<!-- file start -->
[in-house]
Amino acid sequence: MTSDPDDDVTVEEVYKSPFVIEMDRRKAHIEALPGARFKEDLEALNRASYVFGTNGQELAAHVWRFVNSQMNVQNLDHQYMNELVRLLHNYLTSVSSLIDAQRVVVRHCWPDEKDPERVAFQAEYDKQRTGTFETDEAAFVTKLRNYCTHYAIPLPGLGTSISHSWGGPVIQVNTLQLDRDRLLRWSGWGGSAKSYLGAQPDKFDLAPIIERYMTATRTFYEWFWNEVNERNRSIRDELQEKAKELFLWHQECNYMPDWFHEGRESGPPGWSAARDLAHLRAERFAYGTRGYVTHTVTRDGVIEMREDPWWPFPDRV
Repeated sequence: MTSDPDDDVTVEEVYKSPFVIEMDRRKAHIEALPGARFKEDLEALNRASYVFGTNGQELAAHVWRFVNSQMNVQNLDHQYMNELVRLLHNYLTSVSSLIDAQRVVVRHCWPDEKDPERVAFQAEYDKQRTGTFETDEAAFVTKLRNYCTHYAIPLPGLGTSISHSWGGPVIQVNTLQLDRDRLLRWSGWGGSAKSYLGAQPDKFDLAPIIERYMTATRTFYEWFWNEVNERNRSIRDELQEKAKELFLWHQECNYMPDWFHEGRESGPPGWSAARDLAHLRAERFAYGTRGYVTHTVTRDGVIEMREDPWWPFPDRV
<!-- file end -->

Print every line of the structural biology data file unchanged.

[in-house]
Amino acid sequence: MTSDPDDDVTVEEVYKSPFVIEMDRRKAHIEALPGARFKEDLEALNRASYVFGTNGQELAAHVWRFVNSQMNVQNLDHQYMNELVRLLHNYLTSVSSLIDAQRVVVRHCWPDEKDPERVAFQAEYDKQRTGTFETDEAAFVTKLRNYCTHYAIPLPGLGTSISHSWGGPVIQVNTLQLDRDRLLRWSGWGGSAKSYLGAQPDKFDLAPIIERYMTATRTFYEWFWNEVNERNRSIRDELQEKAKELFLWHQECNYMPDWFHEGRESGPPGWSAARDLAHLRAERFAYGTRGYVTHTVTRDGVIEMREDPWWPFPDRV
Repeated sequence: MTSDPDDDVTVEEVYKSPFVIEMDRRKAHIEALPGARFKEDLEALNRASYVFGTNGQELAAHVWRFVNSQMNVQNLDHQYMNELVRLLHNYLTSVSSLIDAQRVVVRHCWPDEKDPERVAFQAEYDKQRTGTFETDEAAFVTKLRNYCTHYAIPLPGLGTSISHSWGGPVIQVNTLQLDRDRLLRWSGWGGSAKSYLGAQPDKFDLAPIIERYMTATRTFYEWFWNEVNERNRSIRDELQEKAKELFLWHQECNYMPDWFHEGRESGPPGWSAARDLAHLRAERFAYGTRGYVTHTVTRDGVIEMREDPWWPFPDRV